Norwegian hydropower threatens local trout species

A species of trout that his lived in the Bandak lake in Norway’s Telemark county since the Ice Age is under threat due to development.

Norwegian hydropower threatens local trout species
Norway's Bandak lake. Photo: Marianne Løvland / Scanpix

Fishing enthusiasts have called for Norway’s state hydropower company Statkraft to build underwater steps to prevent the animal from disappearing from the lake, reports NRK.

“We don’t have time to wait for new reports. Action must be taken to save the trout now,” Tokke Municipality spokesperson Jarand Felland told NRK.

The rare species of the fish, described as “unique” by enthusiasts, has attracted recreational fishermen to the lake for over 100 years, according to the report.

Trout weighing up to 15 kilograms have been caught in the waters in the past – but few such examples remain, with estimates putting numbers between 55 and 120.

“The problem is that the development of hydropower in the 1960s has made the waterfall so high that the fish cannot get over it like they did in the past,” Felland said.

Old photographs of the lake show its waterfall flowing into the lake as having doubled in size, according to NRK’s report.

That also makes it more difficult for the fish to breed in the lake.

Felland told NRK that Tokke Municipality hopes that a step can be built into the waterfall, allowing the fish to pass over it.

“We want to build a fish step so that the trout can get over the high waterfall, while keeping water flow into the Tokkeåi waters at a level that will maintain good breeding conditions there,” he said.

The Norwegian Water Resources and Energy Directorate will now assess the issue.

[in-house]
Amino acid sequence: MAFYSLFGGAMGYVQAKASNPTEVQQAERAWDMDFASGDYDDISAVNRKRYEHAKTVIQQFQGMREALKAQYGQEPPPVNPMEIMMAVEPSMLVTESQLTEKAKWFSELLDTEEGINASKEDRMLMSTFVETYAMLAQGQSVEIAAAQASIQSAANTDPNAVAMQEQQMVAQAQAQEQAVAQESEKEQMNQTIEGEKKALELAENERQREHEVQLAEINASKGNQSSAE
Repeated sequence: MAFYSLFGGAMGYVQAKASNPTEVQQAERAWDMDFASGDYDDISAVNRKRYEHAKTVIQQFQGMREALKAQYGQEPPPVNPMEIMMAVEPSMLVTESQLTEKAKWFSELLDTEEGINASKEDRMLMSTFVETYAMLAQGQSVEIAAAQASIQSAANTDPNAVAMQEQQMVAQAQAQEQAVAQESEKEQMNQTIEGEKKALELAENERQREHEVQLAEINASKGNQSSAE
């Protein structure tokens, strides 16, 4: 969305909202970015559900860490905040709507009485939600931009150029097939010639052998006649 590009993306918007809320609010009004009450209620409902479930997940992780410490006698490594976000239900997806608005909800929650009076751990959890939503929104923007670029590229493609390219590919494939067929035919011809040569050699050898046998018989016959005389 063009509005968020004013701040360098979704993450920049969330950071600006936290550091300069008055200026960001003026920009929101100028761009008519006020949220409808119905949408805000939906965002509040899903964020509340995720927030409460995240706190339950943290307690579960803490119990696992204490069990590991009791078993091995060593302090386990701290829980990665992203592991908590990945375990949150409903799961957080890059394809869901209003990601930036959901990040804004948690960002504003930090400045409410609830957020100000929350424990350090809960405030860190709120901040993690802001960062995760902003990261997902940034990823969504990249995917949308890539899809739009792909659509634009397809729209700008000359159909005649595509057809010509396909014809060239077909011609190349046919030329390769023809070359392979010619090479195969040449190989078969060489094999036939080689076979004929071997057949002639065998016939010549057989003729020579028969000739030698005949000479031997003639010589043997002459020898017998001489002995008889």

Should the agency conclude that development at the lake is responsible for the threat to the fish, Statkraft will be required to install the step, reports NRK.

READ ALSO: Mammoth projects to make Norway's fish farms eco-friendly


Norway rules out 2022 oil licences in unexplored areas

Norway will not grant new oil exploration licences in virgin or little-explored areas in 2022 under a political compromise on Monday that hands a modest  victory to opponents of fossil fuels.

Norway rules out 2022 oil licences in unexplored areas
A photo taken on August 30, 2021 shows the Petroleum Museum in Stavanger, Norway, built to show the history of Norway's oil exploration. Norway is the largest producer of hydrocarbons in Western Europe. In the face of the climate emergency, voices are being raised to abandon fossil fuels for good. Petter BERNTSEN / AFP

The Scandinavian country’s governing centre-left coalition supports continuing oil and gas activities but does not have a parliamentary majority, making it reliant on socialist MPs who prioritise green issues.

As part of a compromise on the draft 2022 budget, three parties agreed on Monday that Norway — Western Europe’s largest hydrocarbon producer — would not hold a 26th so-called “ordinary” concession round next year.

This mechanism has allowed oil companies to apply for exploration in previously unexplored areas of the Norwegian continental shelf since 1965.

But the deal does not rule out awarding oil licences in already heavily exploited areas.

Since the North Sea has been extensively explored, the agreement mainly concerns the Barents Sea in the Arctic

The oil industry was a major issue in legislative elections in September, indicating Norway’s growing difficulties in reconciling environmental concerns with exploiting energy resources.

In the 25th concession round in early 2021, only seven oil companies, including Equinor, Shell and Lundin, applied — the lowest number since at least 1978 according to local media.